theController is the View Controller that will be set as the view's File Owner. As far as I know, you have to pass a valid View Controller to the method. If you're instantiating the view in a View Controller, you can pass this to the method. And now you can use whatever properties or methods you've defined in your view to change the appearance of the view. So if you've connected a UILabel to the outlet property Name (And it's declared as public), you can use instantiatedView.Name.Text = "John Doe"; However, you should not use this technique to get rid of the view controller in all situations. The view controller is there to seperate responsibilities. So if you need some more complex logic for the view, you should reconsider if this is the right way to go.

I confess I failed on this and took a workaround. I made my cell constructor stick a reference to itself in a static variable, and then accessed that after LoadNib.

I figured I was safe doing this as I only ever instantiated cells from the main thread, and hence I would not have any race conditions causing any problems.

public partial class OrderPrimary : UITableViewCell
{
    static OrderPrimary lastCell;

    public OrderPrimary(IntPtr handle) : base(handle)
    {
         lastCell=this;
    }

    static public OrderPrimary NewCell()
    {
         NSObject obj=new NSObject();
         NSBundle.MainBundle.LoadNib("OrderPrimary",obj,null);

         return lastCell;
    }
}

Not big or clever but works for me. I couldn't work out how to get at it any other way.. comments welcomed!

Note in this example I have just the one view in a XIB.

  • Thanks for your answer - although, yeah, this isn't what I am after. Either way, can you post a code snippet on gist.github.com or something? – Alex York Apr 1 '11 at 10:44
  • Have edited original answer to include code snippet. – vlad259 Apr 1 '11 at 11:14
  • It is food for thought. At the moment all of my custom cells have their own NIB file, and they all have their own UIViewController which contains the cell. This is clearly wrong, but it seems to be the "standard" way of doing it based on all examples I have seen copy and pasted on the web. – Alex York Apr 1 '11 at 11:18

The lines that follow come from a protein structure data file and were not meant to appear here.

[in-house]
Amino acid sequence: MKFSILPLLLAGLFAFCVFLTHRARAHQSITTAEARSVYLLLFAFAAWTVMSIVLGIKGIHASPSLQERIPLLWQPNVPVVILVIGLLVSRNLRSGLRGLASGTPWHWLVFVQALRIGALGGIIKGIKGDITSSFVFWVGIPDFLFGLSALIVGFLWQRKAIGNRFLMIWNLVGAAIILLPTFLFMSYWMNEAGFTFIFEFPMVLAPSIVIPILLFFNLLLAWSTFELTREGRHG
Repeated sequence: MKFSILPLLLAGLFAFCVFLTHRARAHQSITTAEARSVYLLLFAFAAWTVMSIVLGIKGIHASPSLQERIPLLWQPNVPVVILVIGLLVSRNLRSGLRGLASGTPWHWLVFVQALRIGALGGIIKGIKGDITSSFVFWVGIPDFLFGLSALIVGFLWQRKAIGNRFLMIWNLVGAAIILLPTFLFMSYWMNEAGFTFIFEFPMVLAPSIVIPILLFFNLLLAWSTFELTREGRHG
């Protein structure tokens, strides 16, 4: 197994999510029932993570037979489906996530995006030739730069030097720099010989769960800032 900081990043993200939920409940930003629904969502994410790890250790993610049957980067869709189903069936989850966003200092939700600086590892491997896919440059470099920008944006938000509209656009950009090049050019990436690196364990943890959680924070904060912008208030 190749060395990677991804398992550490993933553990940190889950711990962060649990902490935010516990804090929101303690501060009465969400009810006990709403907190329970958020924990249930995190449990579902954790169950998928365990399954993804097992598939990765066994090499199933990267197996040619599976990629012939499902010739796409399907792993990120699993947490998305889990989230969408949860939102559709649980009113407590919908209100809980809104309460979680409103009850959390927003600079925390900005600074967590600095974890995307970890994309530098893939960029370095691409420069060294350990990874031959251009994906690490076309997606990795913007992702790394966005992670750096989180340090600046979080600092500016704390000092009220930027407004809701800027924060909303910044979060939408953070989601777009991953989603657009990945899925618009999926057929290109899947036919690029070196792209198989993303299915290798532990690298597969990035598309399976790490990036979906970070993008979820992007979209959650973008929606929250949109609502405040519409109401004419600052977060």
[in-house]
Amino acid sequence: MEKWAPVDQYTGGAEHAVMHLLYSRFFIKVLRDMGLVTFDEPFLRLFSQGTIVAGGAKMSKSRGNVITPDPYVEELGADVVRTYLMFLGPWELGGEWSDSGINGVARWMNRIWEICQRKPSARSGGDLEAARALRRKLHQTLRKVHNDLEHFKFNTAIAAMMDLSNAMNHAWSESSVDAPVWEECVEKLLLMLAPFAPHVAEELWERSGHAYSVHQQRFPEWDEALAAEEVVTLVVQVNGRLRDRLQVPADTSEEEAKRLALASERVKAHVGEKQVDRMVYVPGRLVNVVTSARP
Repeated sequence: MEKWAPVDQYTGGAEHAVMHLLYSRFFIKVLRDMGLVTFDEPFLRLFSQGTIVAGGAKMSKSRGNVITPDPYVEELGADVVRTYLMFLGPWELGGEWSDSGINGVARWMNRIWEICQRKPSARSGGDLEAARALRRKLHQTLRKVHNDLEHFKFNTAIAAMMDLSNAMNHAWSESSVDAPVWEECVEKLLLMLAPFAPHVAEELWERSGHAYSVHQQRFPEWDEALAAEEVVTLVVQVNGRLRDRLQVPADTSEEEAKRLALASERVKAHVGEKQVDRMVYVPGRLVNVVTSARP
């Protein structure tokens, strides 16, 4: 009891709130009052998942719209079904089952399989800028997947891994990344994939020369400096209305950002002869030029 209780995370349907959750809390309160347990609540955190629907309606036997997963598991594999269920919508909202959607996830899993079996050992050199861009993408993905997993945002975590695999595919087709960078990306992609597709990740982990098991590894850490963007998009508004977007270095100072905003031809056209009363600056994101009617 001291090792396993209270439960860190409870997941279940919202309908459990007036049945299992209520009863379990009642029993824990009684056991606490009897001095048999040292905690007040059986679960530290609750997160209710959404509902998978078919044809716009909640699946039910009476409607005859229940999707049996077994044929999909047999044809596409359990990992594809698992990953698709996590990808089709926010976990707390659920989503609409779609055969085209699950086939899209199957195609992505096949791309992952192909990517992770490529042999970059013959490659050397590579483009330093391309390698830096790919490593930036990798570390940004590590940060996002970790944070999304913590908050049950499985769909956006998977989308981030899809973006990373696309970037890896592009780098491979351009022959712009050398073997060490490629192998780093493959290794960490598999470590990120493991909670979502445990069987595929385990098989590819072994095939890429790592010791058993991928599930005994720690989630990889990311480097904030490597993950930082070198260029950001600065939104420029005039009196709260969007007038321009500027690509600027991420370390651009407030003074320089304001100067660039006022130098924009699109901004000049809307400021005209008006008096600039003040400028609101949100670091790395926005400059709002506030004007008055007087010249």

• Yes I've seen that too. It doesn't appear to cost much (anything?) though, so may not be an issue. I got some good advice on a question I raised regarding cells: stackoverflow.com/questions/4861196/… – vlad259 Apr 1 '11 at 12:25
  • @Alex York: It is not wrong. The difference between using a view controller and an NSObject (which is what is being used in the objc example) is minimal. Why don't you just add all the cells you want in a single XIB with one view controller in it? You'll just have to skip the LoadNib(-ing) and instantiating the view controller itself, disposing it after cells are added to the table view. – Dimitris Tavlikos Apr 1 '11 at 17:49

I haven't tried this for cell views, but I think the best way to get this to work properly is to use inheritance from interface builder when defining your cell.

Basically, you have to define a subclass of UITableCellView in IB (right click the class, and "add subclass"). Use that class to create the cell. When MonoTouch refreshes the .cs.design file in your project, it'll create partial classes for those types, which you'll have to finish the implementation (make sure your implementation inherits from UITableViewCell. After that, it should be just a matter of creating new cells with new CustomTableViewCell().

I wrote a while back about this going thru this with UIViews, but the process should be the same for cells: http://escoz.com/monotouch-tip-inherit-uiviews-all-the-time/. Hope this helps.

  • Unfortunately, it seems this workflow isn't possible any longer in XCode 4 according to the documentation: In Xcode 3, you typically add a new class to the class hierarchy in Interface Builder, add outlets and action methods, and then ask Interface Builder to create the corresponding header and implementation files for you in Xcode. ... In Xcode 4, on the other hand, all class creation is done directly by Xcode. Link – René Feb 28 '12 at 8:49
  • Cont'd: However, it can be done in a slightly different way. See my answer for details. – René Feb 28 '12 at 9:39

Your Answer

By clicking "Post Your Answer", you acknowledge that you have read our updated terms of service, privacy policy and cookie policy, and that your continued use of the website is subject to these policies.

Not the answer you're looking for? Browse other questions tagged or ask your own question.